Currently, shields present too much of a threat in direct confrontations. At the highest levels of play, the statistics that make the most difference are the rate of fire of a weapon, the damage, the magazine size, but most notably, the time it takes to aim down sights with a weapon (henceforth called “ADS time”). Unlike damage, magazine size, and rate of fire, ADS time cannot be compensated for with skill.
At the highest levels of play, one shot is all that is needed, and with an instant kill on a headshot, damage, magazine size, and rate of fire can all be compensated for by landing the first shot on the head. However, how fast one can land a headshot reliably is determined by the weapon’s ADS time.
The first problem with the current state of shields is that the ADS time for shields is not penalized in any way. At the highest level of play, shields do not have any inherent disadvantage in combat. This is problematic due to the immense tactical advantage a shield can bring in the right circumstances. I suggest that ADS time be increased significantly on all shield operators so that they are more aligned with fulfilling their purpose of being a tactical tool and less of a lethal one. It is still important to allow a shield to contain an inherent threat, allowing them to still draw fire, but not enough to effectively combat a threat directly.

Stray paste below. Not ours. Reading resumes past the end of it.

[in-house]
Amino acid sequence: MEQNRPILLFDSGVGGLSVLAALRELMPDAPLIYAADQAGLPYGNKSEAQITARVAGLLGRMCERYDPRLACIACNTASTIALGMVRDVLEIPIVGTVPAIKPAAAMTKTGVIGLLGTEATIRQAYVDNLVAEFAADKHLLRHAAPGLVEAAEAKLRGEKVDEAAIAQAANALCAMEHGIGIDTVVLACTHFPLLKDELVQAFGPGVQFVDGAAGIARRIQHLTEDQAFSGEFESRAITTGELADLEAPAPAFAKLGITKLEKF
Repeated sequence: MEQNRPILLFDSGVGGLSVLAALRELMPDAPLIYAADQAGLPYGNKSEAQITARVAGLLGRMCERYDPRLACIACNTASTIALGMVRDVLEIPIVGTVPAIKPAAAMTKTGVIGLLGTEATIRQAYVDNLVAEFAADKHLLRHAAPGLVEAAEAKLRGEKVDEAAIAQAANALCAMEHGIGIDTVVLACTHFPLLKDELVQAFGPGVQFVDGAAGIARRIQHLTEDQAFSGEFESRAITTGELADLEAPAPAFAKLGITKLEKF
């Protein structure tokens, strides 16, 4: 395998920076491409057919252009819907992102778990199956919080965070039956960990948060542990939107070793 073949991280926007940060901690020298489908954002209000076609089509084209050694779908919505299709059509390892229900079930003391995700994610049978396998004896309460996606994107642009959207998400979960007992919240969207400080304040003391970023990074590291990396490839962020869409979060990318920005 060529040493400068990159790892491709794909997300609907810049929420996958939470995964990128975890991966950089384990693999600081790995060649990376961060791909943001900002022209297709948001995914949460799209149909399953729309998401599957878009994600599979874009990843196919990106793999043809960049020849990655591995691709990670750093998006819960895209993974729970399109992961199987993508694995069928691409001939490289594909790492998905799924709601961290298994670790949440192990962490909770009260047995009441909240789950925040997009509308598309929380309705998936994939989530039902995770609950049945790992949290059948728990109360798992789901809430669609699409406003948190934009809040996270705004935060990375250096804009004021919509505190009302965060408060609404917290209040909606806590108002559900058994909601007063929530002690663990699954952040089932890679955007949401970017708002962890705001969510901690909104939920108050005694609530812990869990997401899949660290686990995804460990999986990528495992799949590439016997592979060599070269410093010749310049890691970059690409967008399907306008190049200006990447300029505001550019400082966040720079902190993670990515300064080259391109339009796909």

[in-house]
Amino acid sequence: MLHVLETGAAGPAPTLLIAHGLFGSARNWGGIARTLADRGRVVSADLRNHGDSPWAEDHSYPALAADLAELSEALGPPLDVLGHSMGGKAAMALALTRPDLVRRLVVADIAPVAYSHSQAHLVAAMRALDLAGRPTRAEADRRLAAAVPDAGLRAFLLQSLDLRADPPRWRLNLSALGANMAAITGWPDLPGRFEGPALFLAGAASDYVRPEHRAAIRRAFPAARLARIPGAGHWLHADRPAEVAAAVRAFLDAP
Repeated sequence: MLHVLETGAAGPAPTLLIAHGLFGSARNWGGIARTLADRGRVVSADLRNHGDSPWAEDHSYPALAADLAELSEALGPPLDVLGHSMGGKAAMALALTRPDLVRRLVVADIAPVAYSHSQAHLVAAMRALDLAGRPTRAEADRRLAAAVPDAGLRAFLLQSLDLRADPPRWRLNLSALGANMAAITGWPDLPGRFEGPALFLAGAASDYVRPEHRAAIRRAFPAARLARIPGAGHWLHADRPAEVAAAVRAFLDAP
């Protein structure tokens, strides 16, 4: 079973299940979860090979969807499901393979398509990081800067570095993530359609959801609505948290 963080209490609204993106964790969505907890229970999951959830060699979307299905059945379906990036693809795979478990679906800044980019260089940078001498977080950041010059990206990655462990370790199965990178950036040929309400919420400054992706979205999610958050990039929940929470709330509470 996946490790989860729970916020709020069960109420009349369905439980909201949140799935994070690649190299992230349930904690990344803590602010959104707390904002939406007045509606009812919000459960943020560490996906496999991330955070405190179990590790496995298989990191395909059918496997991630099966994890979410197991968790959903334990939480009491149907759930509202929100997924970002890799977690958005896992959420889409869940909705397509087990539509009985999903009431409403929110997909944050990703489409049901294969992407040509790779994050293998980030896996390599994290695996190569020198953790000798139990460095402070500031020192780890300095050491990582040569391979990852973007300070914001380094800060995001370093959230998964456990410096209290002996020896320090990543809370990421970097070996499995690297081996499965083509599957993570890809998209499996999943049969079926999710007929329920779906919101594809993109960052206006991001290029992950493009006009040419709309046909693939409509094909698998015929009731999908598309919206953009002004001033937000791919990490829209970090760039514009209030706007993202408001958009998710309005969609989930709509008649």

Next, I would further reduce a shield’s lethality by removing the ability to hipfire while using a ballistic shield. My first impression was to increase hipfire accuracy, but remove the headshot modifier that would multiply the damage of a headshot while a shield was hipfiring.